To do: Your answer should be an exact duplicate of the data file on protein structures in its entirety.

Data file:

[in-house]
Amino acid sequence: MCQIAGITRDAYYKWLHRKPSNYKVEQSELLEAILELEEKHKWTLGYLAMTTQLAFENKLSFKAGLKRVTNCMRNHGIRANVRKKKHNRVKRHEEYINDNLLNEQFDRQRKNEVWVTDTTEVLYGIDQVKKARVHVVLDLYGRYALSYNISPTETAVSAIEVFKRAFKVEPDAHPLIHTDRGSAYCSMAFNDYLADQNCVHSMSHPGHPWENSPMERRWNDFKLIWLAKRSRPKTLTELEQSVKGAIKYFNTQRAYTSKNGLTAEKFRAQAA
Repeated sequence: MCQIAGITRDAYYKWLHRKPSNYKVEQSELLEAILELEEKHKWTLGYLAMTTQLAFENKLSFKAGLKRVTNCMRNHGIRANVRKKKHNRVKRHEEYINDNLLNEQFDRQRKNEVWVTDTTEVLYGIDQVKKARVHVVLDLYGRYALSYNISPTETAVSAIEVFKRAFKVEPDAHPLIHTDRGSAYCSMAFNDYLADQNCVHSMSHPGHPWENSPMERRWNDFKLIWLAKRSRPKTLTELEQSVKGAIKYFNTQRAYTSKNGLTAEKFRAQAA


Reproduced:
[in-house]
Amino acid sequence: MCQIAGITRDAYYKWLHRKPSNYKVEQSELLEAILELEEKHKWTLGYLAMTTQLAFENKLSFKAGLKRVTNCMRNHGIRANVRKKKHNRVKRHEEYINDNLLNEQFDRQRKNEVWVTDTTEVLYGIDQVKKARVHVVLDLYGRYALSYNISPTETAVSAIEVFKRAFKVEPDAHPLIHTDRGSAYCSMAFNDYLADQNCVHSMSHPGHPWENSPMERRWNDFKLIWLAKRSRPKTLTELEQSVKGAIKYFNTQRAYTSKNGLTAEKFRAQAA
Repeated sequence: MCQIAGITRDAYYKWLHRKPSNYKVEQSELLEAILELEEKHKWTLGYLAMTTQLAFENKLSFKAGLKRVTNCMRNHGIRANVRKKKHNRVKRHEEYINDNLLNEQFDRQRKNEVWVTDTTEVLYGIDQVKKARVHVVLDLYGRYALSYNISPTETAVSAIEVFKRAFKVEPDAHPLIHTDRGSAYCSMAFNDYLADQNCVHSMSHPGHPWENSPMERRWNDFKLIWLAKRSRPKTLTELEQSVKGAIKYFNTQRAYTSKNGLTAEKFRAQAA